telling a sergeant he had been approached by a man who "pressured him 
to acquire maps of Fort Dix." He even told the sergeant he was 
worried that that "the incident was terrorist-related."

The Feds claim that Tatar was simply trying to throw off suspicion 
and determine if the first informer was a plant. But the fact that 
one of the defendants in a supposed terrorist cell actually called 
police to report possible terrorist activity raises serious questions 
about the truth of the government's claims.

* * *

Over-hyped declarations about terrorism prosecutions are nothing new 
for Bush administration. It has announced one high-profile terrorism 
case after another, but few have ever been substantiated, and many 
more have been riddled with racism, entrapment and abuses.

Last fall, for example, several men of Middle Eastern descent were 
arrested in separate incidents in Ohio and Michigan on terrorism 
charges. They had aroused suspicion by buying too many cell 
phones--and, in one case, taking pictures of a bridge. Charges were 
later quietly dropped, but not until after the government smeared the 
men in the media as potential terrorists.

A similar pattern has played out in the case of seven men of Haitian 
descent arrested in Florida last year on charges that they were 
plotting to blow up Chicago's Sears Tower.

Though the charges are still pending, the case against the men rests 
on little more than the fact that they allegedly gave an FBI 
informant lists of shoe sizes in order to purchase military boots for 
them. Even the FBI was forced to admit that the plan was more 
"aspirational than operational."

As a recent editorial in the Palm Beach Post commented, "[A]nyone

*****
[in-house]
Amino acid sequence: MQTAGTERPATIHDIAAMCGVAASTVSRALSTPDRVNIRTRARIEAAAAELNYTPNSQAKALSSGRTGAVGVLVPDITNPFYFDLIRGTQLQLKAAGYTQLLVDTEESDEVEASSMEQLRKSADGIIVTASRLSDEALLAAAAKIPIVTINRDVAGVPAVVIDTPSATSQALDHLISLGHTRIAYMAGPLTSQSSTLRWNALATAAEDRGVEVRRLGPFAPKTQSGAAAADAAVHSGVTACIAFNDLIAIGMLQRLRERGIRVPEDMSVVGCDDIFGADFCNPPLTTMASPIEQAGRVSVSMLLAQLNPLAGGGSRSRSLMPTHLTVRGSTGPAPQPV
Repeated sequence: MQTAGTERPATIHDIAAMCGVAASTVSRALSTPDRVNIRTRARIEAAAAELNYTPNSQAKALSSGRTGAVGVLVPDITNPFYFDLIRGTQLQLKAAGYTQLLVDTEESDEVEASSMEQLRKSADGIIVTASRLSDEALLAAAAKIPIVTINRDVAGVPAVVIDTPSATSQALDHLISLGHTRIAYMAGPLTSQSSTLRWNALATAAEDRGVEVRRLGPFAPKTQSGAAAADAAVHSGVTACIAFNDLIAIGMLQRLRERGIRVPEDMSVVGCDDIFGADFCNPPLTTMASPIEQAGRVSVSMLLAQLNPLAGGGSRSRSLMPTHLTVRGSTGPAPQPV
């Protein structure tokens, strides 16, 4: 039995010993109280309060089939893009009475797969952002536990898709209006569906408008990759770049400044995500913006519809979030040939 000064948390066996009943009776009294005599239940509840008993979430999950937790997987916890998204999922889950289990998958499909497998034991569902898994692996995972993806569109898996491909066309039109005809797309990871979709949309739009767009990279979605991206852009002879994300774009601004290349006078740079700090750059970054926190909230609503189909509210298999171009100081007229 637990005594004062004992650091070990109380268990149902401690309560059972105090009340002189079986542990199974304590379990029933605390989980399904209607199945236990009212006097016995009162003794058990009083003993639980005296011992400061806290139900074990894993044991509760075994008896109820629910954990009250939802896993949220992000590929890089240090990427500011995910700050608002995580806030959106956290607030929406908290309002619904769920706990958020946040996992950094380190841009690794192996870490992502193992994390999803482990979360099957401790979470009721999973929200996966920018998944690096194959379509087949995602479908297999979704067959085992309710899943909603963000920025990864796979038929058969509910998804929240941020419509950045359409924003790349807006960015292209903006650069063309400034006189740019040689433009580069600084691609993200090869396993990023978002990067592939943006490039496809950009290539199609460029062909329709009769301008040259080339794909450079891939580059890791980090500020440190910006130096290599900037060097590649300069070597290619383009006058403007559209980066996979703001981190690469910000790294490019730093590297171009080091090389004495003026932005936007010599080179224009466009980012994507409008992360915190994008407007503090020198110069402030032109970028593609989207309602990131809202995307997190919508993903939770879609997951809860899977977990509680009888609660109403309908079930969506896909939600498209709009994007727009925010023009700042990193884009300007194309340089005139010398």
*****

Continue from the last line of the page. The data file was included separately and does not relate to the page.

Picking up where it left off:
heard lately about the so-called 'Miami 7'? The Justice Department 
with much ballyhoo last year claimed the five U.S. citizens, one 
legal permanent resident and one Haitian national had conspired with 
al-Qaeda 'to levy war against the United States'...But Justice may 
face an uphill climb to show how the men were anything other than 
poor, unsophisticated street vendors and easy dupes when the 
government's agent came casting suggestion."

Then there is so-called "dirty-bomber" Jose Padilla, who spent more 
than three years in solitary confinement in a military brig as an 
officially designated enemy combatant for allegedly plotting to take 
part in an al-Qaeda plot to detonate a radioactive bomb inside the U.S.

When the Bush administration suddenly announced in November 2005 that 
federal criminal charges had been filed against Padilla, the 
indictment made no mention of the dirty bomb plot or most of the 
other original charges.

Today, Padilla's lawyers say he has been so psychologically damaged 
by the physical and psychological abuse he suffered at the hands of 
the government that he can no longer participate in his own defense.

Likewise, former University of South Florida professor Sami Al-Arian 
remains in prison today despite the fact that a jury acquitted him of 
the most serious terrorism charges against him and deadlocked on 
several lesser counts.

To end his imprisonment and be reunited with his family, Al-Arian